Hepatitis B Virus Seropositivity in Chronic Myeloid Leukemia Patients Receiving Tyrosine Kinase Inhibitors: Preliminary Results of a Single-Center Cross-Sectional Study

Nurgul Ozgur Yurttas, Burak Sarilar, Ahmet Emre Eskazan, Deniz Ozmen, Dilek Keskin, Sevil Sadri, Selin Berk, Ayse Salihoglu, M. Cem Ar, Seniz Ongoren, Zafer Baslar, Yildiz Aydin and Teoman Soysal


Background: Hepatitis B virus (HBV) infection is a global public health issue, and Turkey is intermediately endemic with 4.5% and 30.6% HbsAg and anti-HBc IgG prevalences, respectively. The HBV infection can be problematique in patients (pts) with hematological malignancies. Tyrosine kinase inhibitors (TKIs) are the mainstay of chronic myeloid leukemia (CML) management, and screening of CML pts for HBV prior to TKI initiation and the management of isolated anti-HBc IgG positivity among these pts are controversial.

Aim: To evaluate the frequency and outcome of HbsAg and anti-HBc IgG positivity in CML pts receiving TKIs.

Patients and methods: Seventy-four pts with CML in chronic phase (CML-CP) were tested for HBV markers (HbsAg, anti-Hbs, anti-Hbc IgG, HBV DNA) and serum alanine aminotransferase (ALT) levels out of a total of 240 pts as a part of an ongoing study. Pts' characteristics, TKI therapies and durations, response rates, and follow-up periods were noted retrospectively.

Results: Pts' characteristics are summarized in Table 1. Fifty-six pts received imatinib (IM) and nilotinib (NIL) was administered in one patient as first-line treatments, whereas the remaining 17 pts had two or more lines of TKI. Median duration of follow-up was 104 months (mos) (range, 3-215 mos). Only one patient was screened for HBV prior to TKI therapy. The median time from TKI initiation to HBV screening was 98 mos (range, 2-179 mos).

Fourty-three pts were either HBV naive or anti-Hbs negative. Nineteen pts had anti-Hbc IgG positivity, of whom 10 were also positive for anti-Hbs. Among anti-Hbc IgG positive cases, HBV DNA was negative in twelve pts, and the HBV DNA results of the remaining 7 cases are still pending. None of the pts with isolated anti-Hbc IgG positivity received antiviral prophylaxis for HBV. Four pts (5%) had elevated ALT levels at the time of analysis. One of these pts was HbsAg positive (ALT: 65 IU/ml) (Table 2, case 1); the other was anti-Hbc IgG positive but had negative anti-Hbs and HBV DNA (ALT: 54 IU/ml) receiving IM, whereas the remaining two were HBV negative. Of these two cases, one had grade I (ALT: 57 IU/ml) and the other had grade II (ALT: 101 IU/ml) hepatotoxicity most probably due to dasatinib and NIL, respectively.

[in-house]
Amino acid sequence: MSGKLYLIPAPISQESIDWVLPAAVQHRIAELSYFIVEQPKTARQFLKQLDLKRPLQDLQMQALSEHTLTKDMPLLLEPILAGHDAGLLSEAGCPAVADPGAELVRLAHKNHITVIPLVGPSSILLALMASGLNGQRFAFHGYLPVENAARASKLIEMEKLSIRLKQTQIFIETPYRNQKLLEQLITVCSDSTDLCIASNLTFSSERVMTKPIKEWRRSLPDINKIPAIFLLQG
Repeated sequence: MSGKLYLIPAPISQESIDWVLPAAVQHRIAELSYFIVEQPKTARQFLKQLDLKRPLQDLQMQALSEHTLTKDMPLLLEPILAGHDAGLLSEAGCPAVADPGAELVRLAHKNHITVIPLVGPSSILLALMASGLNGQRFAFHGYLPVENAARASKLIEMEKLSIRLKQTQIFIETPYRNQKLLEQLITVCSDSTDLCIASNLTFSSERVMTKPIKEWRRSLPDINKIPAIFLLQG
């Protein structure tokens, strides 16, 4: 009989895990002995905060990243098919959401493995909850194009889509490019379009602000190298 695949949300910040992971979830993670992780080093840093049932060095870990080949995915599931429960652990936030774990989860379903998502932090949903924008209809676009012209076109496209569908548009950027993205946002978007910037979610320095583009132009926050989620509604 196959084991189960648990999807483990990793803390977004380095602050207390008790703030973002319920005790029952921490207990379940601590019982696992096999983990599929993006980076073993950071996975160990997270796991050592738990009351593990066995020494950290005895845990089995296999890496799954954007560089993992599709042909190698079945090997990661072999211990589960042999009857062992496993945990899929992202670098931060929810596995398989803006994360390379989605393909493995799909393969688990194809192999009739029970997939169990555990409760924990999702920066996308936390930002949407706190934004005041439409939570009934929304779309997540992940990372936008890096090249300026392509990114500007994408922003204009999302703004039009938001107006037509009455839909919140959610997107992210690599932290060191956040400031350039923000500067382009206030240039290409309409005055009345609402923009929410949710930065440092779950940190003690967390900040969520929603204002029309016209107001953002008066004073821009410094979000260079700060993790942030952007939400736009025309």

Two pts were HbsAg positive, and the clinical features of these cases are shown in Table 2. First case had elevated ALT levels (174 IU/ml), positive HbeAg and high HBV DNA which were detected one mo after IM initiation. Tenofovir was started and he had decline in HBV DNA. The patient is still under IM with MMR. The other case experienced HBV reactivation 28 months after IM therapy. With lamivudine treatment, HBV DNA became negative and he is still under IM maintaining MMR.

Discussion: The risk of HBV reactivation under TKI therapy and thus, the necessity of screening for HBV prior to TKI initiation are still debating. HBV screening before TKI therapy is not recommended in the ESMO and ELN guidelines, whereas the most recent NCCN guideline and EMA document recommended testing for HBV infection before TKI administration due to some case reports of HBV reactivation after TKI initiation. In our patient cohort the percentages of HbsAg and anti-Hbc IgG positivities were 3% and 26% among the tested cases which were consistent with the prevalences for our general population. Although the nature of our study is cross-sectional and the results are preliminary, the risk of HBV reactivation with TKI use seems to be low in pts with resolved HBV infection and with isolated anti-Hbc IgG positivity and negative HBV DNA among our cohort. Longitudinal studies with serial testing for HBV markers are needed in order to answer these questions in CML pts receiving TKI therapy.

Disclosures No relevant conflicts of interest to declare.

  • * Asterisk with author names denotes non-ASH members.